Rosalind Russell was so great in that movie, she was friends with Joan Crawford, they were in The Women together, it was that unflattering picture in the paper with Roz that convinced Joan to  never go out in public again…I should write an essay contrasting Baby Jane with Sweet Charlotte..Olivia de Havilland was terrific in that but what a movie it would have been with Crawford in that role, I always wanted to write something like Sweet Charlotte…I remember I had that idea twenty or so years ago, what was it called… oh yes, that, how could you write something like that today, oh maybe instead of having the Charlotte character be a woman she could be a gay man, which would have been equally scandalous to be having an affair with a married man but then how would you do the Miriam character they couldn’t both be gay men because that would be a stretch well maybe instead it could be that the lover was murdered and that outed the character and the character ran away and instead of being her cousin the other character is his sister and now Papa’s dying and the thrown away gay son is coming home to make peace with the dying homophobic father and the old crime was never solved…

And then as I pulled into the parking lot at work I wrote the opening in my head, and typed into the Notes app on my phone on my way into the office.

That’s how my mind works.

If you think that’s scary, imagine having to deal with that imagination all the time.

Heavy sigh.

I have maybe three chapters of line edits to input before this bitch of an edit is finished. Only. Three. More.

And I’ve been keeping notes on what and where to tweak.

And for the record, the last time I looked, I’d trimmed 101, 265 words down to around 78,000, give or take a few.

That was a serious line edit.

So, it will probably end up being around 80-85,000 when it gets queried to agents.

Fingers crossed.

And here’s your Friday hunk to slip you into the weekend:IMG_2769


Stand Back

I have to work today, so am spending this morning catching up on chores around the house. After I get off work, we are heading up to Baton Rouge for tonight’s LSU game, which I am quite naturally excited about. It’s also my first time taking the new car to an LSU game in Baton Rouge! Woo-hoo!


I also started reading Donna Andrews’ latest, Gone Gull, last night, and am enjoying it pretty thoroughly already. I’ve already laughed out loud a couple of times in the first few chapters, an excellent sign, and am looking forward to reading more of it. Since I am working today and going to the game tonight, I have to do other errands–get groceries, etc–tomorrow, but I am also hoping to be able to carve out some time tomorrow to do some writing/inputting edits. I am so far behind on the inputting of the edits–it’s such a tedious process–but maybe if I just devote myself to it tomorrow, I can power through it, and then spend next weekend making the necessary tweaks the manuscript needs to have made before I start querying agents.

Ah, the joyous sting of rejection to come. Woo-hoo. But I’m much better about that sort of thing now than I used to be. Now, as long as the rejection is handled professionally, I no longer mind. And by professionally, I mean that you are notified. There’s nothing more infuriating than writing something for a market–say, an anthology–and finding out you didn’t get into the anthology when the book is released. This has happened to me more than once, and I am really tired of it. I am also really tired of the people involved turning around and saying oh, I just don’t time to contact everyone. Um, it’s part of the fucking job. I notified every single person who submitted a story to Blood on the Bayou–in fact, for every anthology I’ve ever been involved with–to let them know I wasn’t able to use their story, and to encourage them to submit it elsewhere.

There’s no fucking excuse, otherwise.

Agents who say on their website that ‘if you don’t hear from us in two months’ or some other time period? That’s different, because they are letting you know right up front they will only contact you if interested, and are giving you a timeline. Personally, I still think you should thank someone for submitting, but I’m also old school, and maybe agencies nowadays simply don’t have the staff or the time to do that anymore. I’m not an agent, have never been one, and have never worked for an agency, so I give them the benefit of the doubt.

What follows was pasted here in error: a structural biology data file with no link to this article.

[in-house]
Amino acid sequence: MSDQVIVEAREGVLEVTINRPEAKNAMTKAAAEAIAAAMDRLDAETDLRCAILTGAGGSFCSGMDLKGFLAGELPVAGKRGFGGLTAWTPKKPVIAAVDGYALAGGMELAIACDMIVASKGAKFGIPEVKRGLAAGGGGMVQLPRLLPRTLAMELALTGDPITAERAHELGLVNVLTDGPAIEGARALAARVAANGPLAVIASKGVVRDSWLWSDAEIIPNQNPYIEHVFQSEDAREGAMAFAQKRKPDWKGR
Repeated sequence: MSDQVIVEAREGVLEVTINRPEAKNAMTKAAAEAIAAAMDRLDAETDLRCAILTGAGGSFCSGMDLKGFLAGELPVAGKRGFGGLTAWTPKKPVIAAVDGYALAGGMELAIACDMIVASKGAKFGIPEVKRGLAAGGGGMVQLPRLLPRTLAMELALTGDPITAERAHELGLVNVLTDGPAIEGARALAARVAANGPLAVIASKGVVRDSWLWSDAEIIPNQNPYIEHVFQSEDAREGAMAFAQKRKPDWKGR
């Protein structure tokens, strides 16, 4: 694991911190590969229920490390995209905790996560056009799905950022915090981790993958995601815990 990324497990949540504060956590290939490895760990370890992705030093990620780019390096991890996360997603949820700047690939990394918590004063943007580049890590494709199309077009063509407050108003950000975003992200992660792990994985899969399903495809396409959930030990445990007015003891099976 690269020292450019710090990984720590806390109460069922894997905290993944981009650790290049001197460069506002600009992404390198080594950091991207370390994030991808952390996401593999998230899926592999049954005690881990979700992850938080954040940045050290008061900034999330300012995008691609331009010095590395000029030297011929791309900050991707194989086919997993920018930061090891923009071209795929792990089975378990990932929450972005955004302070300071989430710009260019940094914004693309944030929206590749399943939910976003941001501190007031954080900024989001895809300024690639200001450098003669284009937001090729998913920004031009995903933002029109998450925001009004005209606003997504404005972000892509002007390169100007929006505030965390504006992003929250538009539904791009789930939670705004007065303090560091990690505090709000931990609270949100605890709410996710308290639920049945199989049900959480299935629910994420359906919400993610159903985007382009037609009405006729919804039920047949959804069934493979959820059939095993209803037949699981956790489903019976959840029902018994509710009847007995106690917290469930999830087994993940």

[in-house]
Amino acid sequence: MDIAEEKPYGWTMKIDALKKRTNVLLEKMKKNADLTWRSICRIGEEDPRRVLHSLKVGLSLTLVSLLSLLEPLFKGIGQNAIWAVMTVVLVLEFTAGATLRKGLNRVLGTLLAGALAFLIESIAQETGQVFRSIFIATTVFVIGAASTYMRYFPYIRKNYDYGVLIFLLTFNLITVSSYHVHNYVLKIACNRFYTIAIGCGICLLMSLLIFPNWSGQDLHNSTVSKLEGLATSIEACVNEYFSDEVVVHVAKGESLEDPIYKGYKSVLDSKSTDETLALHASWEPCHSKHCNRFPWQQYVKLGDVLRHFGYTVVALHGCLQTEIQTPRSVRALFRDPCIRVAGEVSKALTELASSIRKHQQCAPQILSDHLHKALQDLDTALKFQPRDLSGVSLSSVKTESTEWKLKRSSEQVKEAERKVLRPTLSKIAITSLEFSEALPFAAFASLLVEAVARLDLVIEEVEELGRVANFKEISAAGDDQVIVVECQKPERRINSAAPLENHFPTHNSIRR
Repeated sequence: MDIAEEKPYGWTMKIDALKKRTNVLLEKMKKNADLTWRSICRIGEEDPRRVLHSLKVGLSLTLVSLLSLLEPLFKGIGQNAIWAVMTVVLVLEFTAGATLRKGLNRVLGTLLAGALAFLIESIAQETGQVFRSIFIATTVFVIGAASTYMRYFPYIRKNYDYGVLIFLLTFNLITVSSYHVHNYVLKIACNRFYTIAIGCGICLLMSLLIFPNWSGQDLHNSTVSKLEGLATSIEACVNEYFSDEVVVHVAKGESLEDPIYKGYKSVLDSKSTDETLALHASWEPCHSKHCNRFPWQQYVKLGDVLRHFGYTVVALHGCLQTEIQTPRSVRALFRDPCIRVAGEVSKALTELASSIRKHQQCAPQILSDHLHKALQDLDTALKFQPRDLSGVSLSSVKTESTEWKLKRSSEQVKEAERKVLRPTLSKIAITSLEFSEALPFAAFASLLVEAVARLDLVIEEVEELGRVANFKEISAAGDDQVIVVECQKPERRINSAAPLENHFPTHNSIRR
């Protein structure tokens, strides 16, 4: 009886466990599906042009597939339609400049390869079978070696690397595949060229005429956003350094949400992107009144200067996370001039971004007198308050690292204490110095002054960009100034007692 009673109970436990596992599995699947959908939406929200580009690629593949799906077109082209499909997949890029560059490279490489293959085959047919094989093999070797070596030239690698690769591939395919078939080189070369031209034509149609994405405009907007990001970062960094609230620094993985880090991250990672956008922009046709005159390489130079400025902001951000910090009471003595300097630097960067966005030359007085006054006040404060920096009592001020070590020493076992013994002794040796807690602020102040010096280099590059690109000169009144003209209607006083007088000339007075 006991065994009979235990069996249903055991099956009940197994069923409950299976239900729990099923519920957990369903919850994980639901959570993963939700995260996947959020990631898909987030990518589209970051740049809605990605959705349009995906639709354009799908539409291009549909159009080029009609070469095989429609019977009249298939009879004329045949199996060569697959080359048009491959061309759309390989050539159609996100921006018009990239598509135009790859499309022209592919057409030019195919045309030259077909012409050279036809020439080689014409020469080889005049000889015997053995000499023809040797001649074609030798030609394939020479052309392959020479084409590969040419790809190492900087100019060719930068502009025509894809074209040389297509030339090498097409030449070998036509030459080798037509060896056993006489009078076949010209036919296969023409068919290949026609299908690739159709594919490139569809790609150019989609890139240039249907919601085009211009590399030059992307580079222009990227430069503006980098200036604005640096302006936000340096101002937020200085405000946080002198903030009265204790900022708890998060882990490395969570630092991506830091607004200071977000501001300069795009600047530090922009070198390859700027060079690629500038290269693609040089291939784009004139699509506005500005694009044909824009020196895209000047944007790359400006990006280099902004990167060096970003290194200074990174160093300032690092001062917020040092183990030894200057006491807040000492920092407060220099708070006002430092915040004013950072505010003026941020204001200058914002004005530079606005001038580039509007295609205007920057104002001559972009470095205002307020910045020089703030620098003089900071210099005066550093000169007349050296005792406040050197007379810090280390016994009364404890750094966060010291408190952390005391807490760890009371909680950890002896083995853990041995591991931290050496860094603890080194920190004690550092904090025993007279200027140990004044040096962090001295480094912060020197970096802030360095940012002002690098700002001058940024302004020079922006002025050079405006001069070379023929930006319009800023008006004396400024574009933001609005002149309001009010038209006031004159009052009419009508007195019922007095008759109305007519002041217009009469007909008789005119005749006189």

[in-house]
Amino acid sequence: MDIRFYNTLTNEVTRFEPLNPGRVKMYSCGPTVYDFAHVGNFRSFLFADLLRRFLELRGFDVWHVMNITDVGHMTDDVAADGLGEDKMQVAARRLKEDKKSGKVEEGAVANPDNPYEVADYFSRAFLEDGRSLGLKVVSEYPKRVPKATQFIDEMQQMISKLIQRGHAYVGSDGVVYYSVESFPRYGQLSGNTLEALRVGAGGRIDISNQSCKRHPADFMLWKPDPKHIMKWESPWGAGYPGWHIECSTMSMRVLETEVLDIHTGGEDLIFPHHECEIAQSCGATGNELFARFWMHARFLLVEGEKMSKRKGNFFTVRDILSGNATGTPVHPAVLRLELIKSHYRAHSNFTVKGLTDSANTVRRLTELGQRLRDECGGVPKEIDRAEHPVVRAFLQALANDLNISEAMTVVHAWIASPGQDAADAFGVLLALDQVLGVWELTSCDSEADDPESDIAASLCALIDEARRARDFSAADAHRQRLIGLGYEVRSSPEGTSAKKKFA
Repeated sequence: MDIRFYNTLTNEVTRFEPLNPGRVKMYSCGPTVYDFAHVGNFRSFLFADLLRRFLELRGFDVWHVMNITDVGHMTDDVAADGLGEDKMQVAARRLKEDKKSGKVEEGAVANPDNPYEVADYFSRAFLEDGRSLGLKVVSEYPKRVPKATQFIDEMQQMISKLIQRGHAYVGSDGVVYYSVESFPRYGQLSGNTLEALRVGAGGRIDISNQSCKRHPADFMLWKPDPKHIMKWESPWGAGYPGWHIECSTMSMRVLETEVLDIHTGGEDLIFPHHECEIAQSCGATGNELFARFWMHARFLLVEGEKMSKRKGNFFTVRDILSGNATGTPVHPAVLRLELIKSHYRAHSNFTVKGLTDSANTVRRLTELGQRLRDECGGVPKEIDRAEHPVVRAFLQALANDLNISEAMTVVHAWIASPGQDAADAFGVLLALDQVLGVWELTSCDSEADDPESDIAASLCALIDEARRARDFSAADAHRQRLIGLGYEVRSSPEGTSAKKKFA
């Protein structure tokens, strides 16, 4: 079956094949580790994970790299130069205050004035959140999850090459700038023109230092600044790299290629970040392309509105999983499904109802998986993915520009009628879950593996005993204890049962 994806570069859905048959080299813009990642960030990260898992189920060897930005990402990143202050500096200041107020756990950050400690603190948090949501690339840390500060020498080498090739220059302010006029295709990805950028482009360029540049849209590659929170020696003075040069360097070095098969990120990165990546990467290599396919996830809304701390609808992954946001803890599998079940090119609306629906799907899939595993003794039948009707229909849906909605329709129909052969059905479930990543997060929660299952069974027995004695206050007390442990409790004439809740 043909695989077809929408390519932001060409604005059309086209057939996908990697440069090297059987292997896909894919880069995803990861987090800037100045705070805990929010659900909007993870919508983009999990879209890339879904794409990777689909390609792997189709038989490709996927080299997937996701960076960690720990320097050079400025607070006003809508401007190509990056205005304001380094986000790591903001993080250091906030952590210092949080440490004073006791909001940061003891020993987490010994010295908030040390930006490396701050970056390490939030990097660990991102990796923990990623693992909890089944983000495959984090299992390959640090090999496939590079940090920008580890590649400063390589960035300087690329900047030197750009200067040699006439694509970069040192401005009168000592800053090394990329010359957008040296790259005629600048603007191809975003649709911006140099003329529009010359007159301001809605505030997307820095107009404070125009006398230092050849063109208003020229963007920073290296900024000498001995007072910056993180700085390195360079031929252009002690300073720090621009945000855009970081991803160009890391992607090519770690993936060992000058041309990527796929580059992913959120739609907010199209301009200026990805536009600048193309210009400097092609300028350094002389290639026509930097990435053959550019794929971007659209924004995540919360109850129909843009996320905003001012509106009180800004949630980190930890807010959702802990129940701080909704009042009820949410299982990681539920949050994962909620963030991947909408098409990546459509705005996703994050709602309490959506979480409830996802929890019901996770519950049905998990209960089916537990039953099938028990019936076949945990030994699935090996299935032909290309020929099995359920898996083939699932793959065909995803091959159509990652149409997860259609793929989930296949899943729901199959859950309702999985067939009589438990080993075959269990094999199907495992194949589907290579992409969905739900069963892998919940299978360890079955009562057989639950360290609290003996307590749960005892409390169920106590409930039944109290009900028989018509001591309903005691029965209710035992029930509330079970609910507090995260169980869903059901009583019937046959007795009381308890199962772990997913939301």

And on that note, tis back to the spice mines.

Here’s a Saturday hunk for you, actor Caspar Van Dien.


One on One

Thursday morning, and there’re storms out there putting lots of people and property in jeopardy. Best wishes, everyone–best to batten down those hatches and get the hell out of Dodge. A New Orleans evacuation would be troubling–usually there’s the options of either going west to Houston or north. This time, obviously, the only option is to go north. I will, of course, be making certain that the car is filled with gas at all times now; I filled it up yesterday morning just to be on the safe side; New Orleans still was in the Cone of Uncertainty for Irma, but as the day went on the model shifted completely and we appear to be in the clear–for this one, at least. Jose is out there, though, behind Irma, and Katia may be forming along the Mexican Coast near the Yucatan. Oy.

I did manage to get Chapter Four of the Scotty finished, and started Chapter Five.  I’ve also input another chapter or so of edits into the WIP as well. Pretty cool. I’ve also had some ideas for some new short stories over the last couple of days, but as always Labor Day weekend has sort of disrupted my life and I need to get my bearings back a bit. I did manage to get the bills paid today, and I have to head over to the West Bank to get my driver’s license renewed tomorrow–YAY–and then I have to work Saturday for a few hours, which is fine. I don’t mind working Saturdays that much, as long as I’m home in time to watch the LSU game. (yes, it’s Tennessee-Chattanooga, but what kind of fan would I be if I didn’t watch their games? Although going to see It in the theater is kind of sounding good…)

It’s also very exciting that four American women are all that are left in the draw for the US Open: four American women in the semi-finals. This hasn’t happened since 2002, I think they said–back when the US women were the juggernaut of Venus Williams, Serena Williams, Lindsay Davenport, Jennifer Capriati, and Monica Seles. Venus’ first trip to the semi-finals was twenty years ago. Seriously, the Williams Sisters are without question two of the greatest women tennis players of all time; if not for her sister, Venus would probably have the record for most majors won. So, we are assured an American woman will win the US Open this year, which is very coo. We watched Juan Martin del Potro knock Roger Federer out of the tournament last night; his semi-final with Rafa Nadal should be a final, really.

I do love tennis.

I had a major breakthrough about the WIP this week; long overdue, but better late than never. I realized that my underlying theme wasn’t what I originally thought it was, but rather, something else. It means some more tweaking–but I was going to do some more anyway once these line edits are put in, but knowing what the theme is will  make the query letter writing ever so much easier. I also realized that the crime that’s driving the narrative isn’t necessarily what the story is about; which will make it a trickier sale. But I am very very pleased, and very very excited.

And now, off to the spice mines.

Your Throwback Thursday hunk today–ME! LOL. From a photoshoot I did back in 2004, looking rough and tough. 😉